With the 2010 presidential election just a fortnight away, the Sri Lanka Muslim Congress (SLMC) is actively organising its electorates for poll meetings for the opposition coalition’s candidate (retired) General Sarath Fonseka. While happy with the United National Front’s (UNF) campaign, SLMC leader Rauff Hakeem, said he feared hindrance to a fair election from armed groups in the east. In an interview to the Sunday Times, Mr. Hakeem described as significant the Tamil National Alliance (TNA) decision to back Gen. Fonseka. President Mahinda Rajapaksa’s recent assurance to resettle Muslims evicted by the LTTE from the north 20 years ago, Mr. Hakeem said, was election propaganda.
Opposition candidate (retired) General Sarath Fonseka released his election manifesto on Thursday. What is there in it for Sri Lanka’s Muslim community?
What applies in common to everyone in Sri Lanka, applies to Muslims as well. In his manifesto, General Fonseka has spoken about helping everyone who has been affected by the war.
|SLMC leader Rauff Hakeem
He mentioned that the resettlement allowance of the internally displaced persons will be increased, which I think is important. However, the manifesto will be fleshed up further for the parliamentary elections. At the moment, it is a common minimum programme of the UNF and we will delve deeper into specific issues and release a document before the general elections.
Was the SLMC involved in writing the manifesto?
Yes, like all other parties in the coalition. The very title of our manifesto is believable change which we think is achievable. The UNF was assisted by a team of financial and economic experts particularly on issues concerning hand-outs and welfare measures for people.
How do you view the TNA’s support to General Fonseka’s candidacy?
The TNA’s inclusion in the opposition alliance is quite significant because for the first time in the history of Sri Lanka’s presidential election, a predominantly Tamil group has openly pledged its support to a mainstream candidate. This has much to do with the abysmal failure and betrayal of the Mahinda Rajapaksa administration and the need to have a change for the better.
A large section of Tamils either could not or did not vote in the 2005 presidential poll due to the LTTE boycott. Will voter-turnout in the north and east rise this time?
With the TNA actively throwing its weight behind General Fonseka there is bound to be more enthusiasm among voters in the north and east. So far as the SLMC’s vote base is concerned, it is a foregone conclusion as to who it would prefer. But the government might attempt to impose unnecessary security restrictions in those areas.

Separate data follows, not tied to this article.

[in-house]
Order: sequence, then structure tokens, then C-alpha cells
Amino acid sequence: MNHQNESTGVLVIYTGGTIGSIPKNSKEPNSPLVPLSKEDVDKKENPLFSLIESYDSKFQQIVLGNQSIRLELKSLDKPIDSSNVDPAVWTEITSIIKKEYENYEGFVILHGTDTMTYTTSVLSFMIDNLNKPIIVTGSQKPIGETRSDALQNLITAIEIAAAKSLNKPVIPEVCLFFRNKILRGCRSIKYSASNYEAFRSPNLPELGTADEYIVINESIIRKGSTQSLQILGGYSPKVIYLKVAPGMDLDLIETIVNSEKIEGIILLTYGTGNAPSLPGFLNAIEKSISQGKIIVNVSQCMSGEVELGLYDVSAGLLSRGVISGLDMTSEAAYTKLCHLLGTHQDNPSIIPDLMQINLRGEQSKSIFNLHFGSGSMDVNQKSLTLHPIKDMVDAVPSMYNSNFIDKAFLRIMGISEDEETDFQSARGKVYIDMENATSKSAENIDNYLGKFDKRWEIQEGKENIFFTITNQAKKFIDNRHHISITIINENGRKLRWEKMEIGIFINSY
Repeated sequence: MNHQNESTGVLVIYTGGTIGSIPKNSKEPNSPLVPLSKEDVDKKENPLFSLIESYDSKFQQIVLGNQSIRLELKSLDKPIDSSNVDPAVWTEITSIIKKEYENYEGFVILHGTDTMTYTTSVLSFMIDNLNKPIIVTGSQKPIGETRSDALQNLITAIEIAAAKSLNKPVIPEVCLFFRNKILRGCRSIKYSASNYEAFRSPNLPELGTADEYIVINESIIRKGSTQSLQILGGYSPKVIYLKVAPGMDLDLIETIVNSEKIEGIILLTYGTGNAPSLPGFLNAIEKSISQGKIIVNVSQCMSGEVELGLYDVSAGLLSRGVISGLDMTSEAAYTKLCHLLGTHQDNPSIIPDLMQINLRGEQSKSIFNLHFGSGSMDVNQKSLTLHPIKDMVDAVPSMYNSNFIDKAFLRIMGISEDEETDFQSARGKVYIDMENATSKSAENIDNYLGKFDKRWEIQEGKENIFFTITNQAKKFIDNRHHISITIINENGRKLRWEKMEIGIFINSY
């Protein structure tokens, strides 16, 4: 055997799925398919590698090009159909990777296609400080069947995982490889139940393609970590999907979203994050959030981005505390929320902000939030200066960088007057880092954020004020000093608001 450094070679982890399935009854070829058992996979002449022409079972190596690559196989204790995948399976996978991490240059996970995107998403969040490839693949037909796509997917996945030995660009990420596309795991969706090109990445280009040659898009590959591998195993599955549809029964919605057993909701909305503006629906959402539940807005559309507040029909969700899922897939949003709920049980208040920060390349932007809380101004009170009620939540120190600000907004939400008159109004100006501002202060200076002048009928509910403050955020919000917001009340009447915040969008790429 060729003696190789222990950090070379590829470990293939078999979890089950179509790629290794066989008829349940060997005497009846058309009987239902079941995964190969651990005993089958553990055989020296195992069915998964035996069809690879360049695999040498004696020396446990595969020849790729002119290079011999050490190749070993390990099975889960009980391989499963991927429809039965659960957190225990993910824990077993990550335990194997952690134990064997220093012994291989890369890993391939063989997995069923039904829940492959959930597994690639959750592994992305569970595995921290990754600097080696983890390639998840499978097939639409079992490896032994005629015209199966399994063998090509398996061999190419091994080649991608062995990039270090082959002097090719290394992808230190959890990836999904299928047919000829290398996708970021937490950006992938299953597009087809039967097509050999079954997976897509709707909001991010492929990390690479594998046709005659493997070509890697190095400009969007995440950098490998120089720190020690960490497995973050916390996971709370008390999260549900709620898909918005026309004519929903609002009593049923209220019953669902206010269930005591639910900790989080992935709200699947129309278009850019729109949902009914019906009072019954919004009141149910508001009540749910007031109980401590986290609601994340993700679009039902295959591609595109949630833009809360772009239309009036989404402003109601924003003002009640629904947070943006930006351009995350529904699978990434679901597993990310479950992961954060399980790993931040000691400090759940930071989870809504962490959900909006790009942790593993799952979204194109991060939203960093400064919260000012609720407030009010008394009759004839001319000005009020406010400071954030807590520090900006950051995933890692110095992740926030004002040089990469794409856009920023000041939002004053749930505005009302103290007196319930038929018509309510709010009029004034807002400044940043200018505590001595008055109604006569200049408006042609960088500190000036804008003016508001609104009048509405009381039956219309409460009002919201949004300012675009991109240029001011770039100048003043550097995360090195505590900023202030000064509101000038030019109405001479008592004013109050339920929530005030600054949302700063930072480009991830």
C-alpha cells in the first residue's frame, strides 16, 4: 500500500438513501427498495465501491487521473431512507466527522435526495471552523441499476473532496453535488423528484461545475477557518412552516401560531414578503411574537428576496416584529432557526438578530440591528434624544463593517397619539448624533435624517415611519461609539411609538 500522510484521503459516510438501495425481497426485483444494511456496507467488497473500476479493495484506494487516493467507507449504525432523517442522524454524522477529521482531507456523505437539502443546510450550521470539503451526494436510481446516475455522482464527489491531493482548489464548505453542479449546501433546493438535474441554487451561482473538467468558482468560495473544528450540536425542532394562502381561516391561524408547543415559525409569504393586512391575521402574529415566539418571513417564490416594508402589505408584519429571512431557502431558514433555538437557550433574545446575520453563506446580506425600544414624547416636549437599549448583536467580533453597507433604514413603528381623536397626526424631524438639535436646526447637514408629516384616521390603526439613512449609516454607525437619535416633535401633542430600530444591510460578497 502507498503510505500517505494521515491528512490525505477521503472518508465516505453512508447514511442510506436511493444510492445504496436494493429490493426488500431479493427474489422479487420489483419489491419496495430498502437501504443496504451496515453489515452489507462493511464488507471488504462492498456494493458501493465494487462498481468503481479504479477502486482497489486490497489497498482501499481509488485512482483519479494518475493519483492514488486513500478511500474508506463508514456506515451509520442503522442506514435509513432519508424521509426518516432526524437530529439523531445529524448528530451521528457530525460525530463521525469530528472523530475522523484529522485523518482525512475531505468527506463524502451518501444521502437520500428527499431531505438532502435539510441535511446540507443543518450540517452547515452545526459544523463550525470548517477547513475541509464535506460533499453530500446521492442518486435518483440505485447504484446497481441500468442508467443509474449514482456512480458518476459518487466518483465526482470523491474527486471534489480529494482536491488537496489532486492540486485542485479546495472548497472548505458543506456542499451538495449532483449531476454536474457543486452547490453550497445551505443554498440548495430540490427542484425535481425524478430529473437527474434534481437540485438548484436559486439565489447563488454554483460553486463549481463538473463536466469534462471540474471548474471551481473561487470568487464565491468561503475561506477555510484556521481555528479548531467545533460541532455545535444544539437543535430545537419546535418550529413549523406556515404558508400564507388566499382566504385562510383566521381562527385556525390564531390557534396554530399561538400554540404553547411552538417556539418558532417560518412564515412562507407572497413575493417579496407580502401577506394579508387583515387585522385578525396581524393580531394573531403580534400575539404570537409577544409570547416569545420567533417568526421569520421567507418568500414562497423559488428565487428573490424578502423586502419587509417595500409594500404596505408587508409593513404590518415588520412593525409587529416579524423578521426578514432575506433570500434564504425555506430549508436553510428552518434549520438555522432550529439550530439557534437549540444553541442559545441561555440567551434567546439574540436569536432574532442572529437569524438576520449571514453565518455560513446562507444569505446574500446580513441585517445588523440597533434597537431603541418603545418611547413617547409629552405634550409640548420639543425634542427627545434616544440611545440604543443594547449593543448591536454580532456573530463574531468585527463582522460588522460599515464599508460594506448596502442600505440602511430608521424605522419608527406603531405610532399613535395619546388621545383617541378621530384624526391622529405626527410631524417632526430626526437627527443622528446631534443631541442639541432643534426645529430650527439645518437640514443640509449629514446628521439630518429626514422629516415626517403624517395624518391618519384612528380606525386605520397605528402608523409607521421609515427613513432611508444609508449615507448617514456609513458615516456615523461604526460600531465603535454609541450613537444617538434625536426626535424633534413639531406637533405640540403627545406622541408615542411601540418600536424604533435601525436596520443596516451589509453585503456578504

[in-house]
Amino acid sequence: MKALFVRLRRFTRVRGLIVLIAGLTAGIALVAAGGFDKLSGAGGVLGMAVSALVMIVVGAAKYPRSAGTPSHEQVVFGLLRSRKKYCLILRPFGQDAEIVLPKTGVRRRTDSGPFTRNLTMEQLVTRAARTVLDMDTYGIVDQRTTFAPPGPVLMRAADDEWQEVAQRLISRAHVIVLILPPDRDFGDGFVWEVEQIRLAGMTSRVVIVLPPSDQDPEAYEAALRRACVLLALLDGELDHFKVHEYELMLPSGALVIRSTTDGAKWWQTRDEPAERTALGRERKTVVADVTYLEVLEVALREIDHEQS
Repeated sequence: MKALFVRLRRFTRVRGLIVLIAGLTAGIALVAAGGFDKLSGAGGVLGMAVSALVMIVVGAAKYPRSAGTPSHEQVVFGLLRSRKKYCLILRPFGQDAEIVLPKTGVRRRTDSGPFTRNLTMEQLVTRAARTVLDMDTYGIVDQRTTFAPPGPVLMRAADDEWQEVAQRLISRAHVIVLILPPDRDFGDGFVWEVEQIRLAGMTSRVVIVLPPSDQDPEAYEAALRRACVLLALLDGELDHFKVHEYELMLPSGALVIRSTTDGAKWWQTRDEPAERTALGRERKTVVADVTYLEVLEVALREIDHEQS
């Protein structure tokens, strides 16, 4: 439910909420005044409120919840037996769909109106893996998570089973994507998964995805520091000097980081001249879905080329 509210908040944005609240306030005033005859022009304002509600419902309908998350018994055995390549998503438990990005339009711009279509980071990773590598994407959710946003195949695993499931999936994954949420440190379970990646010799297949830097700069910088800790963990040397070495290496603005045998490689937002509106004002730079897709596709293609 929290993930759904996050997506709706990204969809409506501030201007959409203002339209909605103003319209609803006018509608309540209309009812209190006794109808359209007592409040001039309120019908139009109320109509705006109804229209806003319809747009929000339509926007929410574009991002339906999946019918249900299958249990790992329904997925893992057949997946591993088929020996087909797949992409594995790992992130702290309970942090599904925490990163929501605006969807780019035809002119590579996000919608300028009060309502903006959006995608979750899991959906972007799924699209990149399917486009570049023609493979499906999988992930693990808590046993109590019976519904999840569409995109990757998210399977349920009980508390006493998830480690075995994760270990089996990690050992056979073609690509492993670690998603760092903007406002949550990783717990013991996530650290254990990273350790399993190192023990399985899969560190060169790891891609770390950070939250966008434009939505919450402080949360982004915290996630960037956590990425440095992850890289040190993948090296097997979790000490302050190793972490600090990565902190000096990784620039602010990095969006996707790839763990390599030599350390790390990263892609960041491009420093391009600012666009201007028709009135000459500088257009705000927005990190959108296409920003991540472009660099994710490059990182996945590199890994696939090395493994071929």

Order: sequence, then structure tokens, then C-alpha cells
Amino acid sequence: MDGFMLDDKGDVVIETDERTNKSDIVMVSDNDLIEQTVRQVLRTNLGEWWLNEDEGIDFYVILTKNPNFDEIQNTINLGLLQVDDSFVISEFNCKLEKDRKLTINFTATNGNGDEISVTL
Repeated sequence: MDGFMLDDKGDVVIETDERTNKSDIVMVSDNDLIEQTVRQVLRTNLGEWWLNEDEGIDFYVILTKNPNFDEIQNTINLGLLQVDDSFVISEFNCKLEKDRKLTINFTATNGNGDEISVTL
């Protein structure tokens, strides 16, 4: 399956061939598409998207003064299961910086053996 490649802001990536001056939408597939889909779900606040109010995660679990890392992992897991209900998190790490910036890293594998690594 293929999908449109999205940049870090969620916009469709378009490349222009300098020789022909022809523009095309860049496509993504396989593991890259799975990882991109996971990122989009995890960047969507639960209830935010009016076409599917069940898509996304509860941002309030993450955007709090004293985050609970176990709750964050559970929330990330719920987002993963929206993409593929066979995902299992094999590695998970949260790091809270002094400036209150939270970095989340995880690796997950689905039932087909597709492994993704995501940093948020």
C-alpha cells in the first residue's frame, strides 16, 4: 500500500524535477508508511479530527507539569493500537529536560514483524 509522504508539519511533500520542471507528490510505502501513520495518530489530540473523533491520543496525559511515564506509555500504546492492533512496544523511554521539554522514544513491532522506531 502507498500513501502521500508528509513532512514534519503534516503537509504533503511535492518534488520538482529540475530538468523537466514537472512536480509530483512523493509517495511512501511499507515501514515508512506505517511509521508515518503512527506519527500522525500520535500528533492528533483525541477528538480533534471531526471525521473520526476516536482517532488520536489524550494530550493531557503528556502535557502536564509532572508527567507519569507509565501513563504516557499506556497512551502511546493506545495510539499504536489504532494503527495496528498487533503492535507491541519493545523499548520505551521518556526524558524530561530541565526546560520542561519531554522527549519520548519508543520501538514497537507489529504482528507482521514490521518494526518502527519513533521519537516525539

The cluster booth system will also create many insolvable problems. I would say that there is a method in the madness of the government. By keeping the IDPs inside camps even during polls, the government is showing that it pre-planned a strategy to deprive the displaced people their right to express themselves freely. The use of cluster booths is unprecedented. This system should not have been there in the first place because the war ended seven months ago and people should be able to vote freely.
What are the election issues for the large Muslim population in the east?
The dominant issue is that Muslims in the east have not enjoyed any tangible improvement in their daily lives even after the end of the war. While there has been a somewhat improvement in the security situation in terms of a slight relaxation of restrictions in the movement of people, normalcy is yet to return to the east. This will however not arrive if the government continues to patronize armed groups there.
Which armed groups are you referring to?
Primarily, the Karuna Amman faction and to a lesser extent others have become a major irritant to ordinary Tamil people. Although to a lesser degree, but even Muslims have been affected by these activities. I am afraid that this may lead to wide-scale rigging in the coming presidential election in the east. The Elections Commissioner will have to take some novel and undisclosed measures to prevent the type of booth-capturing that took place during the eastern council elections in 2008. But with the TNA in the UNF fold, we will now be able to take some political measures to counter such happenings as well.
President Rajapaksa recently said that Muslims evicted by the LTTE 20 years ago would be resettled in the north by May 2010. Your comments?
The government keeps shifting the goalpost all the time. We are sick and tired of these remarks. Just to give you an example, when the largest Muslim settlement in Musali in the Mannar district was emancipated from the LTTE in 2007 and all necessary civil administrative structures were available to the government thereafter, the government did not attempt any resettlement of people.
When people clamoured to cultivate their lands during the crop seasons or obtain access to the sea for fishing, the government flatly refused. When the government was accused of trying to change the demography of that place, instead of assisting the original inhabitants through developmental activities, it left the people there with dry ration and tin sheets to fend for themselves. Speaking of resettling Muslims now is nothing but election propaganda.